• GrantN.J.HammatN.1999Increased root and shoot production during micropropagation of cherry and apple rootstocks: Effect of subculture frequencyTree Physiol.19899903

    • Search Google Scholar
    • Export Citation
  • GuptaP.K.TimmisR.MascarenhasA.F.1991Field performance of micropropagated forestry speciesIn Vitro Cell. Dev. Biol.27P159164

  • HalmaF.F.1931The propagation of citrus by cuttingsHildgardia6131157

  • JonesO.P.HadlowW.C.C.1989Juvenile-like character of apple trees produced by grafting scions and rootstocks produced by micropropagationJ. Hort. Sci.64395401

    • Search Google Scholar
    • Export Citation
  • KillinyN.ValimM.F.JonesS.E.HijazF.2018Effect of different rootstocks on the leaf metabolite profile of ‘Sugar Belle’ mandarin hybridPlant Signal. Behav.13e1445934

    • Search Google Scholar
    • Export Citation
  • KoltunowA.M.SoltysK.NitoN.McClureS.1995Anther, ovule, seed, and nucellar embryo development in Citrus sinensis cv. ValenciaCan. J. Bot.7315671582

    • Search Google Scholar
    • Export Citation
  • KumarK.M.RaniU.M.2013Techniques to differentiate zygotic and nucellar seedlings in polyembryonic fruit cropsIJAEB6344350

  • LarsenF.E.HigginsS.S.1993Growth and fruit production of young micropropagated apple (Malus domestica Borkh.) treesScientia Hort.53205211

    • Search Google Scholar
    • Export Citation
  • MarínJ.A.CastilloM.GarcíaE.AndreuP.2003Field performance of grafted fruit-tree rootstocks was not affected by micropropagationActa Hort.616295299

    • Search Google Scholar
    • Export Citation
  • McCollumG.BowmanK.D.2017Rootstock effects on fruit quality among ‘Ray Ruby’ grapefruit trees grown in the Indian River district of FloridaHortScience52541546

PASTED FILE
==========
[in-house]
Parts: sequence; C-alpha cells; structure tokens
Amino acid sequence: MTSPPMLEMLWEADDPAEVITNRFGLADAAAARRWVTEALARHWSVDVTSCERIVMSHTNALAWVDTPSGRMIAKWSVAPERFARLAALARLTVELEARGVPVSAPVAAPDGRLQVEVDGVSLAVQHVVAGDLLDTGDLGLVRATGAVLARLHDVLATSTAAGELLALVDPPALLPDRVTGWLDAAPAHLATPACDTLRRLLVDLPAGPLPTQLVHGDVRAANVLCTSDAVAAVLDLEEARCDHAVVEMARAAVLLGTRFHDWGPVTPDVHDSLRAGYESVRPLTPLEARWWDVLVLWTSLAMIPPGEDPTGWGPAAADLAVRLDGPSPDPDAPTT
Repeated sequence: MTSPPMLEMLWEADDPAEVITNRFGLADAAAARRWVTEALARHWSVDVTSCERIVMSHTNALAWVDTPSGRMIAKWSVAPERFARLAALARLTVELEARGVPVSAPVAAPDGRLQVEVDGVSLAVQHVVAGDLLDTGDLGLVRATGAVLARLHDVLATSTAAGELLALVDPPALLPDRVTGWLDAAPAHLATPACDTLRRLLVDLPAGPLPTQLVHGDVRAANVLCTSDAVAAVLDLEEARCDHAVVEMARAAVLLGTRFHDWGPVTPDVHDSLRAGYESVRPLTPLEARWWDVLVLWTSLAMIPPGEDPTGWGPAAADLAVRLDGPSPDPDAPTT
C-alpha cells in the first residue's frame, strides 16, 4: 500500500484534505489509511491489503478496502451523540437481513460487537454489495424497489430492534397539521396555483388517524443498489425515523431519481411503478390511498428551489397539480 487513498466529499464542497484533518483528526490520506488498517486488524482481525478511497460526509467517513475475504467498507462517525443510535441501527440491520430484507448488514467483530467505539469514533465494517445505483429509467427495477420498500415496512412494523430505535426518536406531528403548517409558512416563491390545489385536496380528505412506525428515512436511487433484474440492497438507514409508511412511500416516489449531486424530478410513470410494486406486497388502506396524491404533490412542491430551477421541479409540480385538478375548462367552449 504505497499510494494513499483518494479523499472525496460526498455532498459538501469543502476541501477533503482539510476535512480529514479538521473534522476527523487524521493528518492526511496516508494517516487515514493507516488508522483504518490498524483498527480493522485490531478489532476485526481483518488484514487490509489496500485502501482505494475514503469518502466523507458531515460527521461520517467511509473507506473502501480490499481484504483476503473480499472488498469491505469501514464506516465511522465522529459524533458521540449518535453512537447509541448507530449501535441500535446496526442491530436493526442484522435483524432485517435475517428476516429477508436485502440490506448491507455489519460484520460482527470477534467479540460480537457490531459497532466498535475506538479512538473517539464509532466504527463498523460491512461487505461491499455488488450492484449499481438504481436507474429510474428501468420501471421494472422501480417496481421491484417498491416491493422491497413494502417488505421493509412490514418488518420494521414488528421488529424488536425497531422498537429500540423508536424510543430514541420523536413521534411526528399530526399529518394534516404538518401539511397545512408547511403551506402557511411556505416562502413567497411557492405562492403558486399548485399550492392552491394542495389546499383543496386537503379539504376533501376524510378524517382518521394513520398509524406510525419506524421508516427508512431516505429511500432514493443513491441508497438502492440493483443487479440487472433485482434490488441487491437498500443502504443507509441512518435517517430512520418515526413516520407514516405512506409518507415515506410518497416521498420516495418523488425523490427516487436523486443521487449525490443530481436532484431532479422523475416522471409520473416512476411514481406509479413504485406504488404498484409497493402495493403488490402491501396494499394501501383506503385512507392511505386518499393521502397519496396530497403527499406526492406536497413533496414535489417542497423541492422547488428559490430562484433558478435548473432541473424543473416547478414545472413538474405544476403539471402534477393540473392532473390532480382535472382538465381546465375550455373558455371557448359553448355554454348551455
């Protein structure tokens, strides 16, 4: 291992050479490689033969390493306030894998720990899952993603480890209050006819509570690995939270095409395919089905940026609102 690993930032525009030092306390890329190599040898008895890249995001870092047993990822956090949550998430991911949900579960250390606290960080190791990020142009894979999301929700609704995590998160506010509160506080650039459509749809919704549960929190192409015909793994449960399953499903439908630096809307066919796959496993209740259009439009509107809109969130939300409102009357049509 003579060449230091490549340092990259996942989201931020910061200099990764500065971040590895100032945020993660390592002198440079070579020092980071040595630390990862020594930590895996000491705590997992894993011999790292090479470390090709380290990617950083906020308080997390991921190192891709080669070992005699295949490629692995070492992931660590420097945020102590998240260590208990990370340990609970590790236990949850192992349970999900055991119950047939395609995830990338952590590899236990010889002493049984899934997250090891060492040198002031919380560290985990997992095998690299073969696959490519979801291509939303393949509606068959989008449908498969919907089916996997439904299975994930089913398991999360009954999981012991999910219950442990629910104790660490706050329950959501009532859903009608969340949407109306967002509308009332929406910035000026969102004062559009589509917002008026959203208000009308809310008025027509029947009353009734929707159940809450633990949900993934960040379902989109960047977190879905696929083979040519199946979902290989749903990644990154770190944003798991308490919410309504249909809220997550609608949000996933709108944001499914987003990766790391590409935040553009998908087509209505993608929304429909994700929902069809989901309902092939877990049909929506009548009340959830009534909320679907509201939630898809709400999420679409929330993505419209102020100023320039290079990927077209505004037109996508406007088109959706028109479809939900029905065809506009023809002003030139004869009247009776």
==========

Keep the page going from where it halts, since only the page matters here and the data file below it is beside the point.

• Search Google Scholar
    • Export Citation
  • MokotediM.E.O.WattM.P.PammenterN.W.2010Analysis of differences in field performance of vegetatively and seed-propagated Eucalyptus cultivars II: Vertical uprooting resistanceSouth. For.723136

    • Search Google Scholar
    • Export Citation
  • MorganK.T.RouseR.E.EbelR.C.2016Foliar application of essential nutrients on growth and yield of ‘Valencia’ sweet orange infected with HuanglongbingHortScience5114821493

    • Search Google Scholar
    • Export Citation
  • MurashigeT.SkoogF.1962A revised medium for rapid growth and bio assays with tobacco tissue culturesPhysiol. Plant.15473497

  • MylavarapuR.HarrisW.HochmuthG.2016Agricultural soils of Florida. University of Florida IFAS Extension (edis.ifas.ufl.edu) publication SL441

  • PalmaB.BravoH.CastroM.1997Comparative study of root systems in Citrus macrophylla seedlings and microcuttings propagated in vitroActa Hort.447591596

    • Search Google Scholar
    • Export Citation
  • SavageE.M.CooperW.C.PiperR.B.1945Root systems of various citrus rootstocksProc. Annu. Meet. Fla. State Hort. Soc.584448

  • StanslyP.A.ArevaloH.A.QureshiJ.A.JonesM.M.HendricksK.RobertsP.D.RokaF.M.2014Vector control and foliar nutrition to maintain economic sustainability of bearing citrus in Florida groves affected by huanglongbingPest Mgt. Sci.70415426

    • Search Google Scholar
    • Export Citation
  • TetsumuraT.YukinagaH.TaoR.1998Early field performance of micropropagated Japanese Persimmon treesHortScience33751753

  • YildizM.2012The prerequisite of the success in plant tissue culture: High frequency shoot regeneration p. 64–90. In: A. Leva and L.M.R. Rinaldi (eds.). Recent advances in plant in vitro culture. IntechOpen doi: 10.5772/51097

  • WebsterA.D.1995Temperate fruit tree rootstock propagationN. Z. J. Crop Hort. Sci.23355372

  • WebsterA.D.1997A review of fruit tree rootstock research and developmentActa Hort.4515373

  • WutscherH.K.BowmanK.D.1999Performance of ‘Valencia’ orange on 21 rootstocksHortScience34622624

  • WutscherH.K.HillL.L.1995Performance of Hamlin orange on 16 rootstocks in east central FloridaHortScience304143